AUGUSTA — Eighth-grade students at St. Michael School were reminded of the need to help others during the holiday season Monday when they helped to hand out more than 200 bags of Thanksgiving food to the needy.

In the gymnasium of the school on Sewall Street, the students helped check in individuals and families who had requested the bags. The students also helped pack and lug the bags, along with extra sacks of potatoes and gift cards, to the gymnasium entrance.

There were no income requirements for people to receive the bags, said Patti Murray, a major in the Salvation Army, which helped organize the program.

Rather, they had to come from Augusta or one of several surrounding towns. In an interview, they had demonstrated their need for the food bag. They might not have enough money, Murray said, or they might have experienced a recent life-changing event such as a medical problem or bankruptcy.

“In October, when you watch people come in requesting Thanksgiving baskets, you get a good appreciation that there is a food need in this community, as in many communities,” said Fern LaRochelle, a longtime organizer of the food distribution.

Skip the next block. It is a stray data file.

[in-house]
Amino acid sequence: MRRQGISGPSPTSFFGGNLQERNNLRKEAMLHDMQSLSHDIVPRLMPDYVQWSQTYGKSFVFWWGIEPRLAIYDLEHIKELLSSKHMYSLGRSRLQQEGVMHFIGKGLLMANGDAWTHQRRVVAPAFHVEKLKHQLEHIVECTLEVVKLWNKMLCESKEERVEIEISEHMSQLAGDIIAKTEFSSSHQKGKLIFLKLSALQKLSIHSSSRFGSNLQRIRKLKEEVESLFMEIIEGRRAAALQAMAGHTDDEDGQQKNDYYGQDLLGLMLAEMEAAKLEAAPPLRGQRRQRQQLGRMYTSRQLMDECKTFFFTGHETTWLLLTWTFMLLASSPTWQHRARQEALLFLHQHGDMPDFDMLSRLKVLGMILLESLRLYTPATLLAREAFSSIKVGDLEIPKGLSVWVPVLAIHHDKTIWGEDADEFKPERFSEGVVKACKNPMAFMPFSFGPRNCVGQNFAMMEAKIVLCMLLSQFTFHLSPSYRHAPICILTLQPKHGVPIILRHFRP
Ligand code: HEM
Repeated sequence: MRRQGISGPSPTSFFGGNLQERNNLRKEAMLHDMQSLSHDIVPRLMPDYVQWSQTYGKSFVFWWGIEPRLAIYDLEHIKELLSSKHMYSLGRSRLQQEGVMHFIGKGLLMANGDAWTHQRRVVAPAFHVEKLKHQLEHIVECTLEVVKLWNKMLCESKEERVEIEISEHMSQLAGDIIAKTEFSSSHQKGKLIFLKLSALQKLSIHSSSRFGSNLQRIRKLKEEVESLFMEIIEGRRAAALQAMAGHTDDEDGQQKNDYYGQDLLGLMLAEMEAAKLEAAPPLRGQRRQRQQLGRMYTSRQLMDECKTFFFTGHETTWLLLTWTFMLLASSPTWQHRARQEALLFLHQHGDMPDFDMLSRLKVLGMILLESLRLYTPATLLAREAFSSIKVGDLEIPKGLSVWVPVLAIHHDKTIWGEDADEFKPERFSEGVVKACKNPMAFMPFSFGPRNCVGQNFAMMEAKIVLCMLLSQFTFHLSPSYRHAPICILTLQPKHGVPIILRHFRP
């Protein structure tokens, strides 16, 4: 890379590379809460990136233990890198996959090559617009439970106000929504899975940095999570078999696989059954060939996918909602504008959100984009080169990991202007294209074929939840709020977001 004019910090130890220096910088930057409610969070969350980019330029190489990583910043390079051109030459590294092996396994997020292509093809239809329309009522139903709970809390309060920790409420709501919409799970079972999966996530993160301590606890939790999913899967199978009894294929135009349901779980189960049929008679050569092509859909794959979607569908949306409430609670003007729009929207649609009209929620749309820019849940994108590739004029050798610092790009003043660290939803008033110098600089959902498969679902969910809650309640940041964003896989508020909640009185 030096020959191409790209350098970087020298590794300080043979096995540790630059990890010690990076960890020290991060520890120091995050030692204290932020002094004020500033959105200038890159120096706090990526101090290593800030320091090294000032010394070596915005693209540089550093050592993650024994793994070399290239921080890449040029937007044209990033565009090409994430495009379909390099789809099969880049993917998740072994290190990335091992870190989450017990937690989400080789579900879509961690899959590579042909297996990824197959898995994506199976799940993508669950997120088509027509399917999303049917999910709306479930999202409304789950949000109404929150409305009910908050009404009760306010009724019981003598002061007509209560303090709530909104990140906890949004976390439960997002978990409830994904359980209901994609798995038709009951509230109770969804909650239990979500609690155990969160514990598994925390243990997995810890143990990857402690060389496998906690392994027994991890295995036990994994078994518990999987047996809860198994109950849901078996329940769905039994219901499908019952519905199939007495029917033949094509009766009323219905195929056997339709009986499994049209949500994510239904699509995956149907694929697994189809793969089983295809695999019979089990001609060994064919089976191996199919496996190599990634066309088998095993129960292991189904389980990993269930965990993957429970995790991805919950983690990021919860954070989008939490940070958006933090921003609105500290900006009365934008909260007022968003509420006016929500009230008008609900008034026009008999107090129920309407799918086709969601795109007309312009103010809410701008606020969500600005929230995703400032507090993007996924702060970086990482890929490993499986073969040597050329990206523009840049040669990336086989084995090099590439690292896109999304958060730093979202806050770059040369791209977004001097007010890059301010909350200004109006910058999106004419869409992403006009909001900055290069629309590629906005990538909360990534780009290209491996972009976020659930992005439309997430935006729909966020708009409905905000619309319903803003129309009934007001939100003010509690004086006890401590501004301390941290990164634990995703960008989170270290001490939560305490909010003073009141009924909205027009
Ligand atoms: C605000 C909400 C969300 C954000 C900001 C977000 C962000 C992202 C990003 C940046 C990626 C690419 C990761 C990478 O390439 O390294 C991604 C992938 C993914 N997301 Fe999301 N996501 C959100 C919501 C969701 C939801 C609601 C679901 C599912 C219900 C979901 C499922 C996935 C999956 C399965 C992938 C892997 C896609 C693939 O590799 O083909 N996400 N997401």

Many of the recipients were recent immigrants, LaRochelle noted.

LaRochelle pointed to another local organization, the Augusta Food Bank, that demonstrates a similar need — and one that is growing.

The food bank is moving to a new, recently built headquarters on Mount Vernon Avenue to accommodate the record number of families — more than 400 a month — who use it, its director said in September.

At St. Michael, the donations were contributed by parishioners from several area churches, including St. Augustine and St. Mary in Augusta and St. Francis Xavier in Winthrop, LaRochelle said. The organizers received about 264 requests for the bags, he added, and the recipients included about 360 children.

It was important for local students to be involved in the event on Monday, LaRochelle said, “because it lets kids know that (the holidays) are more about helping then receiving.”

Several of the students participating in the event said they appreciated the ability to give back to the community.

The event started at noon, and in the first half-hour, one student, Amita Nanda, was surprised that only three people on her list of recipients had shown up.

Still, she said, “I’m really happy, because I’m helping.”

Charles Eichacker — 621-5642

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Twitter: @ceichacker